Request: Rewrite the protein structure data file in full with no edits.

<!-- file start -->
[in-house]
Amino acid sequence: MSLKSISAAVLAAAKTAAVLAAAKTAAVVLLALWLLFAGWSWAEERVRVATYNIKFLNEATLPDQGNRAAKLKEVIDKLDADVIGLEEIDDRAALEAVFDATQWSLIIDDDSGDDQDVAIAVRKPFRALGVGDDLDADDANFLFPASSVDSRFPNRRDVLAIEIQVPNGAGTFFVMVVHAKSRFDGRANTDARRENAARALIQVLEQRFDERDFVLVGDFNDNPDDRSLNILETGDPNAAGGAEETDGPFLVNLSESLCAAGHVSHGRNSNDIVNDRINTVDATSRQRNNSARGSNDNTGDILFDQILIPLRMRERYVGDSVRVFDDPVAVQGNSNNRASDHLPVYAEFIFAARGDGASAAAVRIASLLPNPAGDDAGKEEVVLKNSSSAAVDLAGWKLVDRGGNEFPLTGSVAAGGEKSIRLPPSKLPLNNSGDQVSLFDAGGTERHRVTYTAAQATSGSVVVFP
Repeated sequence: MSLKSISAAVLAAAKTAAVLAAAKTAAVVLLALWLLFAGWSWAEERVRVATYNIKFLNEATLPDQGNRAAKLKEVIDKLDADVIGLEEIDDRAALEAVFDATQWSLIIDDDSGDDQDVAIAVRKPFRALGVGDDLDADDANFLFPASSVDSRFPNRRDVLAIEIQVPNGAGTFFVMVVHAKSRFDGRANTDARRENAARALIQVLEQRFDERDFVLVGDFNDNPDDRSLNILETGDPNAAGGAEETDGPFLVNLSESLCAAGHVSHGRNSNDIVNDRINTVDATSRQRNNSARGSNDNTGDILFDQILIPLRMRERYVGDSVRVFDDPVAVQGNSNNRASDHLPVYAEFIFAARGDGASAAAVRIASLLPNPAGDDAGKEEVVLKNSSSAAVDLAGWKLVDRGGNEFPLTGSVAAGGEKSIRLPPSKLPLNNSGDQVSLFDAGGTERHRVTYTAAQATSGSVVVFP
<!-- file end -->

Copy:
[in-house]
Amino acid sequence: MSLKSISAAVLAAAKTAAVLAAAKTAAVVLLALWLLFAGWSWAEERVRVATYNIKFLNEATLPDQGNRAAKLKEVIDKLDADVIGLEEIDDRAALEAVFDATQWSLIIDDDSGDDQDVAIAVRKPFRALGVGDDLDADDANFLFPASSVDSRFPNRRDVLAIEIQVPNGAGTFFVMVVHAKSRFDGRANTDARRENAARALIQVLEQRFDERDFVLVGDFNDNPDDRSLNILETGDPNAAGGAEETDGPFLVNLSESLCAAGHVSHGRNSNDIVNDRINTVDATSRQRNNSARGSNDNTGDILFDQILIPLRMRERYVGDSVRVFDDPVAVQGNSNNRASDHLPVYAEFIFAARGDGASAAAVRIASLLPNPAGDDAGKEEVVLKNSSSAAVDLAGWKLVDRGGNEFPLTGSVAAGGEKSIRLPPSKLPLNNSGDQVSLFDAGGTERHRVTYTAAQATSGSVVVFP
Repeated sequence: MSLKSISAAVLAAAKTAAVLAAAKTAAVVLLALWLLFAGWSWAEERVRVATYNIKFLNEATLPDQGNRAAKLKEVIDKLDADVIGLEEIDDRAALEAVFDATQWSLIIDDDSGDDQDVAIAVRKPFRALGVGDDLDADDANFLFPASSVDSRFPNRRDVLAIEIQVPNGAGTFFVMVVHAKSRFDGRANTDARRENAARALIQVLEQRFDERDFVLVGDFNDNPDDRSLNILETGDPNAAGGAEETDGPFLVNLSESLCAAGHVSHGRNSNDIVNDRINTVDATSRQRNNSARGSNDNTGDILFDQILIPLRMRERYVGDSVRVFDDPVAVQGNSNNRASDHLPVYAEFIFAARGDGASAAAVRIASLLPNPAGDDAGKEEVVLKNSSSAAVDLAGWKLVDRGGNEFPLTGSVAAGGEKSIRLPPSKLPLNNSGDQVSLFDAGGTERHRVTYTAAQATSGSVVVFP